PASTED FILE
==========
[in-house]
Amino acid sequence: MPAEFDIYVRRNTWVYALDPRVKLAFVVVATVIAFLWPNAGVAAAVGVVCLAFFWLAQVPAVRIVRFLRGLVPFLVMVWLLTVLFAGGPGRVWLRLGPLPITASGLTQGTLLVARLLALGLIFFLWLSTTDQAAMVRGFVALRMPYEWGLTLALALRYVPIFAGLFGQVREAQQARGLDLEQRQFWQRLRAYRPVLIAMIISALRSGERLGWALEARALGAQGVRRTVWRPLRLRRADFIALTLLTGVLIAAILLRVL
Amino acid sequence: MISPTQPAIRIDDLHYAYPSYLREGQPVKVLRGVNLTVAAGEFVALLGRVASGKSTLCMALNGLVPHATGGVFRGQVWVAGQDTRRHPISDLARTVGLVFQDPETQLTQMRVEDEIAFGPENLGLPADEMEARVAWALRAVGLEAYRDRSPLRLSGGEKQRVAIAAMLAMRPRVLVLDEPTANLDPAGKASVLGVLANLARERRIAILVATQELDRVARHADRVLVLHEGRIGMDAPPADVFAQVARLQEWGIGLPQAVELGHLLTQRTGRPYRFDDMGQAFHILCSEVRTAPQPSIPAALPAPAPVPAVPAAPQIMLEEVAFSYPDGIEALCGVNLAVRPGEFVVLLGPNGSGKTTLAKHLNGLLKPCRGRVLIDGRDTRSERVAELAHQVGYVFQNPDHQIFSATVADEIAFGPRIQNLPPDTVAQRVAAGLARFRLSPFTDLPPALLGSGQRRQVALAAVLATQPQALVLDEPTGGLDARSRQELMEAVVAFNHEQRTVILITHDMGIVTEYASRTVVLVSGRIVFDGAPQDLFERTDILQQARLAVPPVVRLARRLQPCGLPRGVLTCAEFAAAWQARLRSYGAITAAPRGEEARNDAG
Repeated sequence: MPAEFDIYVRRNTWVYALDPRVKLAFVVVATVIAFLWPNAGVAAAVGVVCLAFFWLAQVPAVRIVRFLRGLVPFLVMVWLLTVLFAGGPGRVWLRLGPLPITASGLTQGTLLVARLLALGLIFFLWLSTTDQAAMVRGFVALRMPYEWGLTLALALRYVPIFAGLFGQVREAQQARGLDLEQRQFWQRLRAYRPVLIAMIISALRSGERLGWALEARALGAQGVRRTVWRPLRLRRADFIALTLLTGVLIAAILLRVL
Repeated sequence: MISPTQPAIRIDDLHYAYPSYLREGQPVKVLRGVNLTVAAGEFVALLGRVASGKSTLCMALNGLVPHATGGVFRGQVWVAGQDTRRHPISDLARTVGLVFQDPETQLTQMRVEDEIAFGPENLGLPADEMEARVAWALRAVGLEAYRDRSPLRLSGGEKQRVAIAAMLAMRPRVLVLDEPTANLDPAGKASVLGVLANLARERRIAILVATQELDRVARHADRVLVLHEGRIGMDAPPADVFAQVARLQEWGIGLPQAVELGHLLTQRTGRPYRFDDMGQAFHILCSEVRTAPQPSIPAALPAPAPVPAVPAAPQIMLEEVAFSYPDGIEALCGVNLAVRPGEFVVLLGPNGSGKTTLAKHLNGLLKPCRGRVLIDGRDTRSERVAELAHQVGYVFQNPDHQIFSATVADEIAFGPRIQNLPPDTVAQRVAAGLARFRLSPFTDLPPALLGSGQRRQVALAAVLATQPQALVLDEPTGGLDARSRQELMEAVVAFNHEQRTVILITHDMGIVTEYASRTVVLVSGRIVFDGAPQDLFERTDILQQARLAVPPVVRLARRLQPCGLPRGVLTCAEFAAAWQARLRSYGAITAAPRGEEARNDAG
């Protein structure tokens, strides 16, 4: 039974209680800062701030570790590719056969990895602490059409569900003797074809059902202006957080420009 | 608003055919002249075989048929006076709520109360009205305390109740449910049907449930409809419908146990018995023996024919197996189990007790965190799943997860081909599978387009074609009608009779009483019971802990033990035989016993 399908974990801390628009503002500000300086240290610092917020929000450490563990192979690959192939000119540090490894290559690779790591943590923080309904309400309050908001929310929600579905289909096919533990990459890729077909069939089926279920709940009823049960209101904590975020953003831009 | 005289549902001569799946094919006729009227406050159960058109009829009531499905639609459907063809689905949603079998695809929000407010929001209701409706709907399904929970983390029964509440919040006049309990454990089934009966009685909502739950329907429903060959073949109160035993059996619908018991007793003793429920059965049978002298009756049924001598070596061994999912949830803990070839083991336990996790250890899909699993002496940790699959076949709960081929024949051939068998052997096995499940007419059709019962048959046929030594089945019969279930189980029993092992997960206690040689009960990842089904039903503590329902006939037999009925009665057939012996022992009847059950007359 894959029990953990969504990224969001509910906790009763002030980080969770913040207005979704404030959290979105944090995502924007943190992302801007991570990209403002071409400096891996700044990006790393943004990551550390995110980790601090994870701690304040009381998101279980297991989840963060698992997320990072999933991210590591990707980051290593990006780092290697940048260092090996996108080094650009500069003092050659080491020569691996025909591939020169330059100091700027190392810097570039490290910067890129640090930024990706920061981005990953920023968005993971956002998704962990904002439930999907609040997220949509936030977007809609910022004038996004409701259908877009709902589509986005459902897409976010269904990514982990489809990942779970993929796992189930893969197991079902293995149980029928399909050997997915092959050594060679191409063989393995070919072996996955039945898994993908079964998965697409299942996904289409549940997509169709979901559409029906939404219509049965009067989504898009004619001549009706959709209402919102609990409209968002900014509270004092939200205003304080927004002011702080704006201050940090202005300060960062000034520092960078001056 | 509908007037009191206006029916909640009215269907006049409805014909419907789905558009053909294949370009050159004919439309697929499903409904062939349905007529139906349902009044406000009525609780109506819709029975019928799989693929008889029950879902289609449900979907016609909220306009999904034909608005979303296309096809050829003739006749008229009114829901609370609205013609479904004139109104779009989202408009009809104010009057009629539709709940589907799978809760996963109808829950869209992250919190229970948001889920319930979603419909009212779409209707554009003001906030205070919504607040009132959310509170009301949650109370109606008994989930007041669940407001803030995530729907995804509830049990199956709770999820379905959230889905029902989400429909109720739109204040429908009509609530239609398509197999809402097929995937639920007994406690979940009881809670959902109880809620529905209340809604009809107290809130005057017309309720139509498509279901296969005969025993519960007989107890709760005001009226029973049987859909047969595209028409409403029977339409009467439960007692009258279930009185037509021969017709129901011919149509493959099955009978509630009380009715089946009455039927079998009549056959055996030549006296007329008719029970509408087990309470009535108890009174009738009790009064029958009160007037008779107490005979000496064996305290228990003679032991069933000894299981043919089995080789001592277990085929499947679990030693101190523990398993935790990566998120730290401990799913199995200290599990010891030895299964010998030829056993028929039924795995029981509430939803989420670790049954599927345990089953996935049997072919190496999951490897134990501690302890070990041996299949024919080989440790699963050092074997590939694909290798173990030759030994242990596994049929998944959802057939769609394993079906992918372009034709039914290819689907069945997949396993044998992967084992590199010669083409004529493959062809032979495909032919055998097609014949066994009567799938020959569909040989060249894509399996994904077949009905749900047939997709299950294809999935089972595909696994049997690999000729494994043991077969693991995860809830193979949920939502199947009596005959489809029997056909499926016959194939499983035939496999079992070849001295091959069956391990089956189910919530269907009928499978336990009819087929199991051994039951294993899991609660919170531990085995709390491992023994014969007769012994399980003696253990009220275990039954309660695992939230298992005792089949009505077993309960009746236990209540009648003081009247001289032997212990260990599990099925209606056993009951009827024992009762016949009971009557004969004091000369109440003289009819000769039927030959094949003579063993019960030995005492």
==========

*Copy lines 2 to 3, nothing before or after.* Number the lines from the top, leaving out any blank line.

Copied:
Amino acid sequence: MPAEFDIYVRRNTWVYALDPRVKLAFVVVATVIAFLWPNAGVAAAVGVVCLAFFWLAQVPAVRIVRFLRGLVPFLVMVWLLTVLFAGGPGRVWLRLGPLPITASGLTQGTLLVARLLALGLIFFLWLSTTDQAAMVRGFVALRMPYEWGLTLALALRYVPIFAGLFGQVREAQQARGLDLEQRQFWQRLRAYRPVLIAMIISALRSGERLGWALEARALGAQGVRRTVWRPLRLRRADFIALTLLTGVLIAAILLRVL
Amino acid sequence: MISPTQPAIRIDDLHYAYPSYLREGQPVKVLRGVNLTVAAGEFVALLGRVASGKSTLCMALNGLVPHATGGVFRGQVWVAGQDTRRHPISDLARTVGLVFQDPETQLTQMRVEDEIAFGPENLGLPADEMEARVAWALRAVGLEAYRDRSPLRLSGGEKQRVAIAAMLAMRPRVLVLDEPTANLDPAGKASVLGVLANLARERRIAILVATQELDRVARHADRVLVLHEGRIGMDAPPADVFAQVARLQEWGIGLPQAVELGHLLTQRTGRPYRFDDMGQAFHILCSEVRTAPQPSIPAALPAPAPVPAVPAAPQIMLEEVAFSYPDGIEALCGVNLAVRPGEFVVLLGPNGSGKTTLAKHLNGLLKPCRGRVLIDGRDTRSERVAELAHQVGYVFQNPDHQIFSATVADEIAFGPRIQNLPPDTVAQRVAAGLARFRLSPFTDLPPALLGSGQRRQVALAAVLATQPQALVLDEPTGGLDARSRQELMEAVVAFNHEQRTVILITHDMGIVTEYASRTVVLVSGRIVFDGAPQDLFERTDILQQARLAVPPVVRLARRLQPCGLPRGVLTCAEFAAAWQARLRSYGAITAAPRGEEARNDAG